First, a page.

Cup of O: Small Press Reviews

This is the first in a series of Small Press Review digests – like the scene itself the reviews are small but enthusiastic. Hopefully I’ll manage to tackle a few new issues every month – !

I’ve been involved in the Independent comics scene for four years now and co-edit a biannual anthology called The Psychedelic Journal of Time Travel – we sell at many UK cons and at these I hoover up a lot of other self-published books and have been reviewing them on my personal blog for quite some time. Small press comics has never been more exciting than they are right now – and the sheer wealth of genuine talent and boundless passion for the medium on display at every single convention is awe-inspiring and endlessly exhilarating.

Razarhawk #1 (Self-Published) Ian Matthews & Dani Abram

Razarhawk #1

There was a lot of buzz already surrounding Razarhawk before it launched at Cardiff ’13 – the story having been in development and teased long beforehand. I snapped it up without hesitation. What you get is a solid bit of likeably punchy small pressery – that is deceptively simple on the surface. It manages to tell an engaging story without filling you in on any background details whatsoever, which is a difficult trapeze to walk but Razarhawk #1 manages it admirably. The action is well-handled and it rattles along at a brilliant pace, but here’s hoping Issue 2 (which came out at Bristol in the same year) fills in some of the gaps and gives this fun and open start a bit more weight.

It’s not perfect however; Dean’s constant use of “shit” falls on the wrong side of funny repetition and becomes irritating quickly – also a few irksome memey manga moments aren’t to my taste like using action words in asterisks in dialogue *cringe*.

Abram’s art is a great fit, being refreshingly straightforward and also brilliantly emotive at once – the sense of movement and expression seems effortless and make it clear there’s an animator at work here. There is a problem with line-thickness though that make some locations particularly look a little too clumpy but nothing is unreadable or unclear which is an eviable skill.

The colouring ranges from the subtly shaded to the flat, and I much preferred the panels with shading than without – the most striking images being the ones with harsh or bold lighting.

Dani’s lettering is solid, managing a range of effects smartly and using a neat squarish box for dialogue although SFX instead of boxes for the screams of some pedestrians may have fitted better. It’s printed with a nice thick cover and there’s tons of space on the inside front, inside back and back that could’ve been used for exposition or explanation but instead leaves three nice big canvases for Dani to doodle on at conventions!

A solid and likeable read from Matthews and Abram – I’m greatly looking forward to getting further into Kitty Hawk’s world.

New York Park (Self-Published) Andrew Scaife

New York Park

A purchase from Bristol Expo 2013 – local Andrew Scaife’s one-off tale of a group of future high school students and their trip to ancient New York is bright, irreverent and full of character. It suffers occasionally from a lack of gag pay-off and Scaife’s bold cartoony art is sometimes slightly off the mark but it is an impressive début and a consistently engaging and very funny read. I know he doesn’t intent to carry on this universe but another similarly styled volume would be definitely worth perusing!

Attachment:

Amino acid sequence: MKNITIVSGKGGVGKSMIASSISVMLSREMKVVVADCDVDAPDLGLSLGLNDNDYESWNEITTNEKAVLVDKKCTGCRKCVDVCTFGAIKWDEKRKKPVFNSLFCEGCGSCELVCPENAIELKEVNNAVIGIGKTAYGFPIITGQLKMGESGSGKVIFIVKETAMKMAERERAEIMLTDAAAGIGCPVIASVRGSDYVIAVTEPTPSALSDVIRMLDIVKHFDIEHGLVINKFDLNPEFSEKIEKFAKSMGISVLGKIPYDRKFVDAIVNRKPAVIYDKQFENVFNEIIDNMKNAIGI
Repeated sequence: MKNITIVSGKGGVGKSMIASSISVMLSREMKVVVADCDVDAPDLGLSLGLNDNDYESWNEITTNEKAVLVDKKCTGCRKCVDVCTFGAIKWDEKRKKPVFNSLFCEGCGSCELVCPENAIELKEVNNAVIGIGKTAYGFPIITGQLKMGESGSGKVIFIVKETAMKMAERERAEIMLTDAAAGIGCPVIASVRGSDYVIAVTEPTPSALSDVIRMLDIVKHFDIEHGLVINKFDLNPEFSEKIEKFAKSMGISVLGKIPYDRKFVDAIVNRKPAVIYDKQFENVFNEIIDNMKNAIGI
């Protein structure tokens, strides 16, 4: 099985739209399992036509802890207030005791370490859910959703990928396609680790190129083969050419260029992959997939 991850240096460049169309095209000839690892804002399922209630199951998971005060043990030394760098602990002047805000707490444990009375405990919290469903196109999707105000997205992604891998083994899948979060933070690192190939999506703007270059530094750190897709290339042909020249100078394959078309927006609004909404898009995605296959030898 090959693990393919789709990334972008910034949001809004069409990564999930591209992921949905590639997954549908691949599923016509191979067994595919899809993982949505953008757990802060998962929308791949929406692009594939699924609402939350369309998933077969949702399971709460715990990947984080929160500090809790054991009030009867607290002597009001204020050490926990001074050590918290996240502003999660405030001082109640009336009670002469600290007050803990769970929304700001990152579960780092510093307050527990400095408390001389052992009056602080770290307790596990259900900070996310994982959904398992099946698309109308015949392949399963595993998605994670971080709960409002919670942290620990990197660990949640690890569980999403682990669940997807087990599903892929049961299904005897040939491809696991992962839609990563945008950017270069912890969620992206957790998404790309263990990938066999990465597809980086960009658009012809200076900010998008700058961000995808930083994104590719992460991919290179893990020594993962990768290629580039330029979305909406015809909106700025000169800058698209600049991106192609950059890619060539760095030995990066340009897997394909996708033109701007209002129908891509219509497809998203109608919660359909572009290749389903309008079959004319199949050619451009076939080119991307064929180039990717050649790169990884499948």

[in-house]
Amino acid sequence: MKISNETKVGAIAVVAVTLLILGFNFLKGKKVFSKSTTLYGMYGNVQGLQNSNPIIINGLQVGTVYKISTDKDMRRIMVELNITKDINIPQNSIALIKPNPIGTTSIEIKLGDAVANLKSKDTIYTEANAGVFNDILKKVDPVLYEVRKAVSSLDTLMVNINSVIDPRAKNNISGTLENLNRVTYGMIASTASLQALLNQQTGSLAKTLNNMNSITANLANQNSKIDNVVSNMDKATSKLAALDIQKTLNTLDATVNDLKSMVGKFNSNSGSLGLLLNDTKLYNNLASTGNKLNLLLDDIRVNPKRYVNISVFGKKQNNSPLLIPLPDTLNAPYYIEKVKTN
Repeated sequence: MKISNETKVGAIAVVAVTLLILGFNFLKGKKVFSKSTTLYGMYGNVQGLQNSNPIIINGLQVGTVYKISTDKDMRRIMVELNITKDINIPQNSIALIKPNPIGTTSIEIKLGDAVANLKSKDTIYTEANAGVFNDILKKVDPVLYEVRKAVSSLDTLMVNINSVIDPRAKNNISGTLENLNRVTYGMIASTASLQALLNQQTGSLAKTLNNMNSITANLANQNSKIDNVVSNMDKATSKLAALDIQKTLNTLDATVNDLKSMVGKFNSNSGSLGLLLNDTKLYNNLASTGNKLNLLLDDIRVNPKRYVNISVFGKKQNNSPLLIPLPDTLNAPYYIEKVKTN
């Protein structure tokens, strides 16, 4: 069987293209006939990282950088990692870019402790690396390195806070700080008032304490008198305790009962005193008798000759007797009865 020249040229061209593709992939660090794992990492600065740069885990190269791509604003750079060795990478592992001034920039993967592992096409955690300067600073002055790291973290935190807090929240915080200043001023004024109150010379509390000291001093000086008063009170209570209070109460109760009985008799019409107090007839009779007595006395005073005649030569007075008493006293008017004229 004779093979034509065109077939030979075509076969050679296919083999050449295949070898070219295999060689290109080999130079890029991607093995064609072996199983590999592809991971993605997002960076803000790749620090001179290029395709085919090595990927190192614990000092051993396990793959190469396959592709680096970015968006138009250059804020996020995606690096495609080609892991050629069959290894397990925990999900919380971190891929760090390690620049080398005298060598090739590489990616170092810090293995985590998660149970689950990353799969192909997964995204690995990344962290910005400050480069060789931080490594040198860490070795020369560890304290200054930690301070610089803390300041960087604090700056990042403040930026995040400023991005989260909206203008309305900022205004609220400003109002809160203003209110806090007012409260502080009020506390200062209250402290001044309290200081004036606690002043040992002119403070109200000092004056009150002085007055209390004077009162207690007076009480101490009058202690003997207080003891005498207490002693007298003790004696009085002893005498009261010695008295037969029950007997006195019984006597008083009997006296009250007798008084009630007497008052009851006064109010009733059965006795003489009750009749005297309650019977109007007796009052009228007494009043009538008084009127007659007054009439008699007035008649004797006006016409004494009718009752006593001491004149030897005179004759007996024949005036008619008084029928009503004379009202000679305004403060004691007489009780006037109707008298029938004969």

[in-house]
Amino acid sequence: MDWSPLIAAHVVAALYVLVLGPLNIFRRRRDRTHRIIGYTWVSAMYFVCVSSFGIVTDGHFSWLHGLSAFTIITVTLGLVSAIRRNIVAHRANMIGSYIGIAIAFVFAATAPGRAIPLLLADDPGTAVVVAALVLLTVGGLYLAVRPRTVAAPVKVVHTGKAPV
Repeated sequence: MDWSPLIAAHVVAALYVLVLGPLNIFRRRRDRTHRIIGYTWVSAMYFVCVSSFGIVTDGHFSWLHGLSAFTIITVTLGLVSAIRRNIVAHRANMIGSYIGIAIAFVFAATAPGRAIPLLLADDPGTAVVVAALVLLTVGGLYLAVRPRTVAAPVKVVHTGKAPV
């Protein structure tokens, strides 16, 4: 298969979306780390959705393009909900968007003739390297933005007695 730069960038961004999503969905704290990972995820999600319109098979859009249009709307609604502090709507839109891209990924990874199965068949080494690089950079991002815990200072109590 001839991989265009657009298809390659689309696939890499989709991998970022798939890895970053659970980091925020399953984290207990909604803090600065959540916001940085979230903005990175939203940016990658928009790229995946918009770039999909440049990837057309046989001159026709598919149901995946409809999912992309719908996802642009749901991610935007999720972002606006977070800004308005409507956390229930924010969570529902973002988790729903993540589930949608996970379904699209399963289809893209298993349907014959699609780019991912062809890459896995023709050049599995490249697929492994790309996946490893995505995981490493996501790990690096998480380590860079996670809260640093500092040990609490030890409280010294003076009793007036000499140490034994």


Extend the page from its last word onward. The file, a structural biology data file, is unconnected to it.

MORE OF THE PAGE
Ladies & Gentlemen #1 (Water Closet Press) Richard Worth & Jordan Collver

Ladies & Gentlemen #1

I bought a copy of the first and second issues off of artist Jordan Collver at a Bristol creators event in Spring 2013 and since then Water Closet Press have been busy compiling a weighty anthology of in-universe stories which I bought at the most recent Thought Bubble. Ladies & Gentlemen is a essentially a penny-dreadful. What helps enormously in this illusion is the lavishly physical artwork and lettering of Mr Collver. It is beautifully kinetic and sells the book instantly – I could go on about it for hours.

In terms of story there is a nice group dynamic  between the central protagonists although most of the issue is dedicated to progressing the story rather than giving general exposition so the why’s and wherefore’s aren’t really explored. Here’s hoping the aforementioned anthology fleshes them out further and adds more weight to the world and characters.

My only complaint really is some jarring advert placement towards the end of the book that disrupt the flow of the story somewhat.

So – in conclusion – Ladies & Gentlemen #1 is a solid piece of Victoriana that, thanks largely to the unique and stunning artwork of Mr Collver and an interesting cast of characters, stands out in the saturated small press steampunky market.

Read our past news item on Ladies & Gentlemen #2

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Categories: British Comics, Features, Reviews

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